‘A Black lace
On the white wall –
The ocean’s scent
The light is still
Falling on us,
The presence of the day’
Her 2008 essay, ‘To Be a Writer in Montenegro’ signalled her relationship with her country and its national literature; she felt awestruck by inspiration before this tradition though not precious or naïve. She admits to the possibility of the inner sanctum provided by Montenegro – the ‘magical premises’ that she occupies – being a fanciful, romantic fiction: ‘Perhaps these images exist solely in my mind’. Nevertheless the humble beauty of her testimony convinces as she finally defines what it is to be a Montenegrin writer:
A writer who writes in a language not vast but unique, reaching each lonely heart, each rocky stone, each sea-gull, each fig, each grape, each morning, each eye, each thunder, each lightning, each autumn leaf, each sea, and each tear drop.
Some of Bakic’s works are available in English here: Amazon.
* * *
Born in 1977 in Podgorica, Spahic is a civil engineering and philosophy graduate, lauded by many for his 2005 novel, Hansen’s Children (reprinted in English by Istros Books in 2011) as well as his tragic, surreal though undeniably bewitching short stories. He has received the Romanian Ovid Festival Prize in 2011, the 2005 Mesa Selimovic prize and the CEI Fellowship for Writers in Residence 2011. He bears a great number of influences; Danilo Kis, Ivo Andric, W.G. Sebald and Raymond Carver (whose death frames the disintegration of a couples relationship in Spahic’s ‘Raymond is No Longer with Us – Carver is Dead’) though his literary voice is unique. In Hansen’s Children he tackles the realities of mortality and atrocity through the allegorical microcosm of a leprosarium. The ‘children’ of the story belong to Gerhard Henrik Armauer Hansen, the Norwegian scientist who isolated the Mycobacterium Leprae in 1873. The last leper house these ‘children’ occupy is located in South Eastern Romania, a ‘vast desert of fear, ugliness and disfigurement’. Through its complete isolation and the utter abjection of its inhabitants, Spahic manages to express the horror of political oppression and the dislocation of a cultural legacy.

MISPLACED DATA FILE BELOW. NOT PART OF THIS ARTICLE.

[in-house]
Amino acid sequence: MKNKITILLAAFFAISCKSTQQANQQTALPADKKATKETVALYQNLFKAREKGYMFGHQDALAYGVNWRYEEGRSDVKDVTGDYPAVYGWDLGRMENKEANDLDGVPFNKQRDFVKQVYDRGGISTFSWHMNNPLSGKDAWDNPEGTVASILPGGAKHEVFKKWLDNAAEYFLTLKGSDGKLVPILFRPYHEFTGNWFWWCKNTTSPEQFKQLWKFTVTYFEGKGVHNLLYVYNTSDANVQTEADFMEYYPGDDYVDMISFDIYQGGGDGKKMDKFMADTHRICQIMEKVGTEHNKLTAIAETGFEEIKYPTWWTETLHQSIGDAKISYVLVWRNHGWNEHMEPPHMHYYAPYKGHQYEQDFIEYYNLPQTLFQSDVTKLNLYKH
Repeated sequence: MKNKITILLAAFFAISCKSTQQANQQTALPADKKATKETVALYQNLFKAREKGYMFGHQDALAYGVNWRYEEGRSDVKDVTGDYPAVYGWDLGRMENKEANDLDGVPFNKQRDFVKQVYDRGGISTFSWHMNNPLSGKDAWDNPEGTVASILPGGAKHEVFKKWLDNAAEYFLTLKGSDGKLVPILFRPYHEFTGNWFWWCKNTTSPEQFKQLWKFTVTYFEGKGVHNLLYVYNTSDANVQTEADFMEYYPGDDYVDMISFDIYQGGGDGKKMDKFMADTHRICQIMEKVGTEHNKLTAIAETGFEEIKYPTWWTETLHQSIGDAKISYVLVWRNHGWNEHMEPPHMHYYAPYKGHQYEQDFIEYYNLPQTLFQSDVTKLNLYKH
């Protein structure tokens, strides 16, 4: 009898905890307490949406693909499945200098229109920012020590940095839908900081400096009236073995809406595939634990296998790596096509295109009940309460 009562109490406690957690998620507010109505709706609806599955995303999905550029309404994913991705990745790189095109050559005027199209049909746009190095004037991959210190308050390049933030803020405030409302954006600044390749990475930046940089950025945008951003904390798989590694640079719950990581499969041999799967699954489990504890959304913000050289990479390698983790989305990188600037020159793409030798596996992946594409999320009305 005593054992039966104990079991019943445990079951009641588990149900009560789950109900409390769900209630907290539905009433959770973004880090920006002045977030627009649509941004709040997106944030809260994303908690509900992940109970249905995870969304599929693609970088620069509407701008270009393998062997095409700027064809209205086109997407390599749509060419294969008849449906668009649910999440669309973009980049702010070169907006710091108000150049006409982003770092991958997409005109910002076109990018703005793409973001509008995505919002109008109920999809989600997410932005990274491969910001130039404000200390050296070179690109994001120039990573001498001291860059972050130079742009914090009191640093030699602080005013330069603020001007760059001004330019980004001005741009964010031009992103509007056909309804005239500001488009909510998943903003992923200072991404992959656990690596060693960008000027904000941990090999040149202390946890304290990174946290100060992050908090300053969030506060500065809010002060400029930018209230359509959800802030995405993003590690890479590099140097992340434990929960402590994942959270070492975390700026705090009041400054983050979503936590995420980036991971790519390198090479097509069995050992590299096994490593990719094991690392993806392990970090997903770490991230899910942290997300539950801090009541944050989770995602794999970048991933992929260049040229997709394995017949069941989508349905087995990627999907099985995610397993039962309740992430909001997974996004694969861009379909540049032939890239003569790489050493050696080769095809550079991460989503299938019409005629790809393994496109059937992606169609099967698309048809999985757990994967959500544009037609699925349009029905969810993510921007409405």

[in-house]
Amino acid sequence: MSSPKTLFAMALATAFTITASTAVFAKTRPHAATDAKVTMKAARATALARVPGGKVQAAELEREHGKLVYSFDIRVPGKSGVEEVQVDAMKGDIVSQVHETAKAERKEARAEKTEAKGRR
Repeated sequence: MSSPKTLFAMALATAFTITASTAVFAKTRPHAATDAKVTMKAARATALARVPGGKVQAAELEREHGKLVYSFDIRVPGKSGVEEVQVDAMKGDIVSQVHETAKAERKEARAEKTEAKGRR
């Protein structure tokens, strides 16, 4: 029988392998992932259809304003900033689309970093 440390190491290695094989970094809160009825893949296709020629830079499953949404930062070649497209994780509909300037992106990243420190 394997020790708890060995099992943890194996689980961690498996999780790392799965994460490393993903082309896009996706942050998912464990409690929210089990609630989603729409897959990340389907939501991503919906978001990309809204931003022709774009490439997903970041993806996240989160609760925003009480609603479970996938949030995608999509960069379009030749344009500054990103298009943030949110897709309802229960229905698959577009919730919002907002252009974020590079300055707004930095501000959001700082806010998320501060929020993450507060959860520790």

His short story, ‘Aftermath of the Clothes of Text’ charts the descent of an already torn family further rocked by matriarchal suicide. Ana, the central focus and cause for concern for our narrator, is portrayed as sadly unhinged, seemingly consigned to a grief-stricken confusion. At the close, her dialogue falls apart, as loud, overpowering music drowns out her snatches of inebriated speech. This unsteady speech concerns the inclusion of a story detailing her mother’s death appearing on a dress, which she feels inexplicably compelled to buy, seduced by the idea that the whole body can become ‘legible’ with ‘meaning strewn all over it’. It perfectly captures the unreality of modern confrontations with trauma, limited and confined as we are today by diluted media representations. As a whole though, Spahic presents a modern tragedy, with events which linger in their awful effects, and actions which are not histrionic but framed within a depiction faithful to verisimilitude.
Find out more on Spahic from Montenegrina – The Digital Library of Montenegrin Culture.